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War Vets and Hearing Loss: Heroes and Hearing

War Vets and Hearing Loss: Heroes and Hearing Hearing loss is the number one war-related injury on the battlefields of Iraq and Afghanistan. With the extensive use of improvised explosive devices, insurgents are creating trauma-induced hearing... 2008 825 War Vets and Hearing Loss: Heroes and Hearing

Hearing loss is the number one war-related injury on the battlefields of Iraq and Afghanistan. With the extensive use of improvised explosive devices, insurgents are creating trauma-induced hearing loss.

In some regions of fighting, our troops are exposed to damaging levels of sound in the form of munitions fires everything from rifles to mortars to rockets. Whoever said War is hell got that right according to a story that hit the AP wire on March 8, 2008. The story revealed some startling stats.

  • According to the Department of Veteran Affairs, nearly 70,000 out of 1.3 million returning vets experience some residual hearing problem.
  • Tinnitus, ringing in the ear, is the most common hearing problem according to a Veteran Affairs report.
  • 58,000 vets are receiving disability payments for hearing loss.
  • Returning vets with hearing loss are receiving a variety of treatments.
  • 60% of soldiers exposed to blasts experience permanent hearing loss.
  • 49% experience ringing in the ears months and years after returning home.

The AP report went on to quote an authority in the field of hearing loss caused by battle conditions. The numbers are staggering, said Teresa Schulz, a former audiologist with the Air Force, past President of the National Hearing Conservation Association and the author of a 2004 report titled Troops Return With Alarming Rates of Hearing Loss.

The Causes of Trauma-Induced Hearing Loss Among U.S. Troops

Indeed, the use of IEDs by insurgent troops has contributed to the problem. The blasts caused by these ambush weapons cause violent changes in air pressure that can rupture the ear drum and break [small, fragile] bones inside the ear.

In addition, unlike other battlefield conditions, much of the fighting in these two hotspots consists of bombings, ambushes and fire fights, all of which occur in a split second. They [the troops] cant say Wait a minute, let me put my earplugs in, Navy captain Dr. Michael E. Hoffer explained. They are in the fight of their lives.

Thats not the only problem. Many troops refuse to wear ear protection, fearing it will dull their senses in a life and death situation. Hearing loss has been a battlefield hazard ever since the advent of explosives. And though both the Army and Marines provide ear plugs to field soldiers, medical experts were caught by surprise by the sheer number of cases of hearing loss in returning vets. These are not typical battlefields. Therefore, there have been an abnormally large number of vets returning with hearing impairment or hearing loss.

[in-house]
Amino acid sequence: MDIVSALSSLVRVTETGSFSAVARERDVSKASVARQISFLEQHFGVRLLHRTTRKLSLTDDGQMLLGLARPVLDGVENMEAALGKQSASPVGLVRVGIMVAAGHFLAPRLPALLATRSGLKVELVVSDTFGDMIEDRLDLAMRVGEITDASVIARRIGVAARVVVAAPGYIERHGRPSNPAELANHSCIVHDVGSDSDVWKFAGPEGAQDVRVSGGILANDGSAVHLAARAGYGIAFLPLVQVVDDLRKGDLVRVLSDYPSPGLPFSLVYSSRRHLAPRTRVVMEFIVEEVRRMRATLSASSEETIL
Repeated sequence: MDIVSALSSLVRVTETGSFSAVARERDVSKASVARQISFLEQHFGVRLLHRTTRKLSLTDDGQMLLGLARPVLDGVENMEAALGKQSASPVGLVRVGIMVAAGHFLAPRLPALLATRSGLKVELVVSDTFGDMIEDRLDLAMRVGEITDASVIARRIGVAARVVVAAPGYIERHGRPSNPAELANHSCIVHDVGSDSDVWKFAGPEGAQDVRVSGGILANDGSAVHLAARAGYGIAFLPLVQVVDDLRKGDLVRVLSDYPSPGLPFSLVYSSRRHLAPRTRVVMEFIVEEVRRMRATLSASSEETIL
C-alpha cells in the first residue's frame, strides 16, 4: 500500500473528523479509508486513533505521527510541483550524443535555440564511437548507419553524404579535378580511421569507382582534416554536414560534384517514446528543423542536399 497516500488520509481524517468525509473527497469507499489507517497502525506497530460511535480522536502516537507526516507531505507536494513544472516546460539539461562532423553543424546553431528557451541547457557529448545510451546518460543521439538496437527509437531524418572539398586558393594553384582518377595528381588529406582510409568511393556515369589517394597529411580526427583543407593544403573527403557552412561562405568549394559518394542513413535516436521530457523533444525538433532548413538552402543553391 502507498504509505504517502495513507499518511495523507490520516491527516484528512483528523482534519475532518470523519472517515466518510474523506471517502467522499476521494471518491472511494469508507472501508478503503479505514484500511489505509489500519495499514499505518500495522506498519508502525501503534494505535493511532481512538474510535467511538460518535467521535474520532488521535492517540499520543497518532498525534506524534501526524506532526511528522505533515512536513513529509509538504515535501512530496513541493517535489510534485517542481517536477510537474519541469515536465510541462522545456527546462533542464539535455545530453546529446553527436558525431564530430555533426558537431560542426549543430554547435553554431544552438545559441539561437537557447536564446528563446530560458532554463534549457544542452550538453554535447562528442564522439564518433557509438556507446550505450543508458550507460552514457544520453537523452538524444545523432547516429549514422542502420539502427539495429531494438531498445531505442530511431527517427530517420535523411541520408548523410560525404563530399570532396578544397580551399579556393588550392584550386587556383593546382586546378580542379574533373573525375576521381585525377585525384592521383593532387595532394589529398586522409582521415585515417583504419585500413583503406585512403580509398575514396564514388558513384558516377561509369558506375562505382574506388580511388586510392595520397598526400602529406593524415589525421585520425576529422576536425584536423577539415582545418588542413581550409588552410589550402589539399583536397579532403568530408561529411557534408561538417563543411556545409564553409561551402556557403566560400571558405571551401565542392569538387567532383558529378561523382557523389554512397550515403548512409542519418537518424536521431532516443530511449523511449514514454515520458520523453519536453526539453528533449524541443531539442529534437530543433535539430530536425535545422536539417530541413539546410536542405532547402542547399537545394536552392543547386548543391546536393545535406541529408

The military has taken action by providing more sophisticated ear protection, on-going instruction in the importance of protecting ones hearing and more battle station testing of hearing loss to ensure the quickest possible response to hearing trauma. A quick response is always the best response in these cases.

Former Staff Sgt. Ryan Kelly, 27, still carries the sounds of war with him even four years after his return home. He experienced the concussive force of three IEDs exploding simultaneously in Baghdad. Its funny, you know. When it happened, Kelly explained, I didnt feel my leg gone. [Kelly lost his leg below the knee] What I remember is my ears ringing. Today, Staff Sgt. Kelly wears a prosthetic leg, but the ringing in his ears [tinnitus] is still present.

It is constantly there, Sgt. Kelly said. It constantly reminds me of getting hit. I dont want to sit here and think about getting blown up all the time but thats what it does. It is a condition that has no cure or even many treatment options. Distraction techniques help those with tinnitus hear through the ringing in the ears, but the effectiveness of this therapy has yet to be confirmed sufficiently.

Hearing loss among returning troops ranges from mild [the listener may not be able to hear a whisper] to total deafness. The number of troops expected to experience hearing loss on the battlefield is expected to grow by a whopping 18% a year. Cost for treatment of battlefield hearing loss? $1.1 billion by 2011.

Thats an estimate. The full extent of the problem may not be known for many years to come since the onset of hearing loss is often subtle. So, vets returning with hearing loss may not experience problems for several years to come. It may be a problem that just doesnt go away.

In the meantime, the military is developing increasingly sophisticated hearing apparatus that enables to soldier to hear sounds of potential danger while avoiding the dangers posed by explosive devices nearby. The goal? To lower the number of returning heroes with hearing problems.

These men and women deserve the best we can offer, both while deployed and upon returning home. Improved protection, earlier diagnosis and regular training on the importance of hearing protection will bring down the number of troops returning with tinnitus or other impairments.

On-going retraining and therapy upon returning home will help some of these victims of war whose wounds arent quite so evident, but devastating nonetheless.

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